Google Scholar 

  11. McKinley JC, Hathaway SR, Meehl PE. The Minnesota Multiphasic Personality Inventory: VI. The K Scale. J Consul Psychol. 1948;12:20–31.

    Article  CAS  Google Scholar 

  12. Vilaithong P. A comparison of MMPI score profiles between heroin addicted and nonheroin addicted juveniles. Master thesis, Chulalongkorn University. 1979.

  13. Cohen S, Kamarck T, Mermelstein R. A global measure of perceived stress. J Health Soc Behav. 1983;24:385–96.

    Article  CAS  Google Scholar 

  14. Wongpakaran N, Wongpakaran T. The Thai version of the PSS-10: an Investigation of its psychometric properties. Biopsychosoc Med. 2010;4:6.

    Article  Google Scholar 

  15. Paiboonsithiwong S, Kunanitthaworn N, Songtrijuck N, Wongpakaran N, Wongpakaran T. Learning styles, academic achievement, and mental health problems among medical students in Thailand. J Educ Eval Health Prof. 2016;13:38.

    Article  Google Scholar 

  16. Wongpakaran T, Wongpakaran N. Confirmatory Factor Analysis of Rosenberg Self Esteem Scale: a study of Thai student sample. J Psychiatr Assoc Thailand. 2011;65:59–70.

    Google Scholar 

  17. Ludwig AB, Burton W, Weingarten J, Milan F, Myers DC, Kligler B. Depression and stress amongst undergraduate medical students. BMC Med Educ. 2015;15:141.

    Article  Google Scholar 

  18. Gupta R, Singh N, Kumar R. Longitudinal predictive validity of emotional intelligence on first year medical students perceived stress. BMC Med Educ. 2017;17:139.

    Article  Google Scholar 

  19. Bolinskey PK, Gottesman II, Nichols DS. The Schizophrenia Proneness (SzP) scale: an MMPI-2 measure of schizophrenia liability. J Clin Psychol. 2003;59:1031–44.

    Article  Google Scholar 

  20. Greene RL. The MMPI-2: an interpretive manual. Needham Heights: Allyn & Bacon; 2000.

    Google Scholar 

  21. Singh S, Prakash J, Das RC, Srivastava K. A cross-sectional assessment of stress, coping, and burnout in the final-year medical undergraduate students. Ind Psychiatry J. 2016;25:179–83.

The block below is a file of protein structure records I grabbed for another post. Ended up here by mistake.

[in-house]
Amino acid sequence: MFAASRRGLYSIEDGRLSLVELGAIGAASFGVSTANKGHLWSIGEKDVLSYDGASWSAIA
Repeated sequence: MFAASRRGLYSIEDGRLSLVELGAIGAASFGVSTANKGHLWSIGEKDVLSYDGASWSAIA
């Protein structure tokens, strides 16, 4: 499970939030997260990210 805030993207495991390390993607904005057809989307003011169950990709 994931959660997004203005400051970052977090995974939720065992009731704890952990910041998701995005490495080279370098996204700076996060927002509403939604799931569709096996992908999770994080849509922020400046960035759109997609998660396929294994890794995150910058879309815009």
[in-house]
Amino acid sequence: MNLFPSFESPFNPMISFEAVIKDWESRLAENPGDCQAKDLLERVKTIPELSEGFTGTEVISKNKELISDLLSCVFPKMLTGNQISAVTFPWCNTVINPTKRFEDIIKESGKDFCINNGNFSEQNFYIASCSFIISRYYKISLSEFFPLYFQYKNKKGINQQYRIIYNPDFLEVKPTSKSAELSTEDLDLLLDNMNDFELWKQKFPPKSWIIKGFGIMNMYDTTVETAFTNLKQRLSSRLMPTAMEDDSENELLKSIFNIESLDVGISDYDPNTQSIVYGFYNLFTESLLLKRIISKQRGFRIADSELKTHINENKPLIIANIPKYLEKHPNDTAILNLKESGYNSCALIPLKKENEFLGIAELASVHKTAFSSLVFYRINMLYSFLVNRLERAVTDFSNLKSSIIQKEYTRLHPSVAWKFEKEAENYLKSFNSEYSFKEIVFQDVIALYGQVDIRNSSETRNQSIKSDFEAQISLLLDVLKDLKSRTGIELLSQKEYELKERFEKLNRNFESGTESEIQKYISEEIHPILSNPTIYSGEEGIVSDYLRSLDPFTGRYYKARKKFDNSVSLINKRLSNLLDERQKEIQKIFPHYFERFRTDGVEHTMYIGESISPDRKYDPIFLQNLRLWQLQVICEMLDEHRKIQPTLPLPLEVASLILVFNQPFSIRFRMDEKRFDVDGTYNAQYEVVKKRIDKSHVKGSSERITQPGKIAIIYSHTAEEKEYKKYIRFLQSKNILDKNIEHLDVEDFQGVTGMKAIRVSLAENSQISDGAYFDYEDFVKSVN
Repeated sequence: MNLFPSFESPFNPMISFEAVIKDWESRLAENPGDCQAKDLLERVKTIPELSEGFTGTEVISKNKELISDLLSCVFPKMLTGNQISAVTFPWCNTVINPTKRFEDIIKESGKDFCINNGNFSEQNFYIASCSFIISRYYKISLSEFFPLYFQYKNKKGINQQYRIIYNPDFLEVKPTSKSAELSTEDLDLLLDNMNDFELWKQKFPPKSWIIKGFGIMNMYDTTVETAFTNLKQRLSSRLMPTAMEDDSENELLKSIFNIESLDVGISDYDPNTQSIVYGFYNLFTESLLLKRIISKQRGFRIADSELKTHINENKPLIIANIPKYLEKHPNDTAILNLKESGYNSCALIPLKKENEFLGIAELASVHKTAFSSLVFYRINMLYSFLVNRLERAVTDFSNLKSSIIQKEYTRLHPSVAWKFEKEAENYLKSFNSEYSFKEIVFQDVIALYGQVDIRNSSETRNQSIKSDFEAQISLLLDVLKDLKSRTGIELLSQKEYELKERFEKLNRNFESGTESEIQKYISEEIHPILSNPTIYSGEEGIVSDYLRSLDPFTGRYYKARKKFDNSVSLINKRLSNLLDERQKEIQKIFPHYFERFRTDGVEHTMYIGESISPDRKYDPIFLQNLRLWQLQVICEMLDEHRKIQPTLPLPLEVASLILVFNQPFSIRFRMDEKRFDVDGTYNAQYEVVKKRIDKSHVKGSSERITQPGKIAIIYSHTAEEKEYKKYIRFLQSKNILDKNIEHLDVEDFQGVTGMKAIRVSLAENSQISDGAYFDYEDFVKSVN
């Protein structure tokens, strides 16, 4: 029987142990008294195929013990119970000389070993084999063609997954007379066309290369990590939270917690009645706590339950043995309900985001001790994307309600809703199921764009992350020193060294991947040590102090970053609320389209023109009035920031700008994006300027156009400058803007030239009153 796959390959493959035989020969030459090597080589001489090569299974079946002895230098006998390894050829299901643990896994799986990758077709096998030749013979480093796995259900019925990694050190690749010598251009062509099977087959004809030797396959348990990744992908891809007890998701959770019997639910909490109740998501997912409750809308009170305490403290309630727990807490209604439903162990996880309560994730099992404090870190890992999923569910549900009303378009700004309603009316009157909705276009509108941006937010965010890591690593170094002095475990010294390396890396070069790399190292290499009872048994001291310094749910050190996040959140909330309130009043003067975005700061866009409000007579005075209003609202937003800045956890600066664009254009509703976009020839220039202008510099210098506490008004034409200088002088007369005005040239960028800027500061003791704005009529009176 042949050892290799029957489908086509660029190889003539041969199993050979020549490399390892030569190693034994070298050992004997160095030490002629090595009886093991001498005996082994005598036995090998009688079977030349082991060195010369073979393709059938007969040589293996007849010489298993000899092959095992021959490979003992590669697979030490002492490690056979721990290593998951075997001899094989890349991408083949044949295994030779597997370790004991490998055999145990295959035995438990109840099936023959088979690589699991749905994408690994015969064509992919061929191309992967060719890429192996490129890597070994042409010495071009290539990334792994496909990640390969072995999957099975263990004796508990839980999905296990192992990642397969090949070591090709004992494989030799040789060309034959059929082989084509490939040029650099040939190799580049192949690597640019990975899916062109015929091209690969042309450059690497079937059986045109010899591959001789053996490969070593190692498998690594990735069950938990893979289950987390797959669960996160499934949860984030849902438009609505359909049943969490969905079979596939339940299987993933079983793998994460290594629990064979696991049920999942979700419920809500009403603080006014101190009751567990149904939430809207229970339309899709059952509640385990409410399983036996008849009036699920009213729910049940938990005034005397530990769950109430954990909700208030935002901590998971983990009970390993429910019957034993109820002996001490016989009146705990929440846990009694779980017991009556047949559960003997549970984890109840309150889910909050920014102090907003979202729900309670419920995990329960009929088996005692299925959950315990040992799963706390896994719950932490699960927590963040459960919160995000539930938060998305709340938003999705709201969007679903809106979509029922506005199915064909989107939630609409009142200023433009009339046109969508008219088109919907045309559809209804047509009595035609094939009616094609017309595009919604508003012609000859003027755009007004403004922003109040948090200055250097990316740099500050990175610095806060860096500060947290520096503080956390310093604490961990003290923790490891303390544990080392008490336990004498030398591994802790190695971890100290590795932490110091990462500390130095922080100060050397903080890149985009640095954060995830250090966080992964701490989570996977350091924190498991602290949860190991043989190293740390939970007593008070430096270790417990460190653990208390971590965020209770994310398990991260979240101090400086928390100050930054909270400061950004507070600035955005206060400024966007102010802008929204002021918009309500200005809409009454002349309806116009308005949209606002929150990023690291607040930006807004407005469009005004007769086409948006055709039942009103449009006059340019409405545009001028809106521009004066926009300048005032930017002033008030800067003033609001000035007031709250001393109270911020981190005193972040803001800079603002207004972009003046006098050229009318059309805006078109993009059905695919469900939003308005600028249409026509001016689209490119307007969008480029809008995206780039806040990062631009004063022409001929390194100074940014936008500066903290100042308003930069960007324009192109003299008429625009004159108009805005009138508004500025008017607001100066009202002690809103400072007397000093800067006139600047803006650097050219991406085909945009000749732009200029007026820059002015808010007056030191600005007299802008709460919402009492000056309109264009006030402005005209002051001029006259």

Article  Google Scholar 

Download references


The authors acknowledge the medical students of Chiang Mai University who participated in the study and assistant professor Supreeya Wongtrangarn who helped develop the research proposal.


The study was funded by the Faculty of Medicine, Chiang Mai University. The funding was for the design of the study, data collection, and statistical analysis only.

Author information

Authors and Affiliations



KT, PV, NW, TW, and PK designed the conceptualization. PK made data cleansing. KT, PV, NW, TW, and DW analyzed and interpreted the data and were major contributors in writing the manuscript. All authors read and approved the final manuscript.

Corresponding author

Correspondence to Nahathai Wongpakaran.

Ethics declarations

Ethics approval and consent to participate

This project was approved by the IRB of the Faculty of Medicine, Chiang Mai University. All participants were informed about the study and written informed consents were obtained from all participants.

Consent for publication

Not applicable.

Competing interests

The authors declare that they have no competing interests.

Additional information

Publisher's Note

Springer Nature remains neutral with regard to jurisdictional claims in published maps and institutional affiliations.

Additional files

Additional file 1: Figure S1.

Flow chart of the study.

Additional file 2: Table S1.

MMPI scale scores on admission.

Rights and permissions

Open Access This article is distributed under the terms of the Creative Commons Attribution 4.0 International License (, which permits unrestricted use, distribution, and reproduction in any medium, provided you give appropriate credit to the original author(s) and the source, provide a link to the Creative Commons license, and indicate if changes were made. The Creative Commons Public Domain Dedication waiver ( applies to the data made available in this article, unless otherwise stated.

Reprints and permissions

About this article

Check for updates. Verify currency and authenticity via CrossMark

Cite this article

Thongpibul, K., Varnado, P., Wongpakaran, N. et al. Does MMPI assessed at medical school admission predict psychological problems in later years?. BMC Res Notes 12, 480 (2019).

Download citation

  • Received:

  • Accepted:

  • Published:

  • DOI: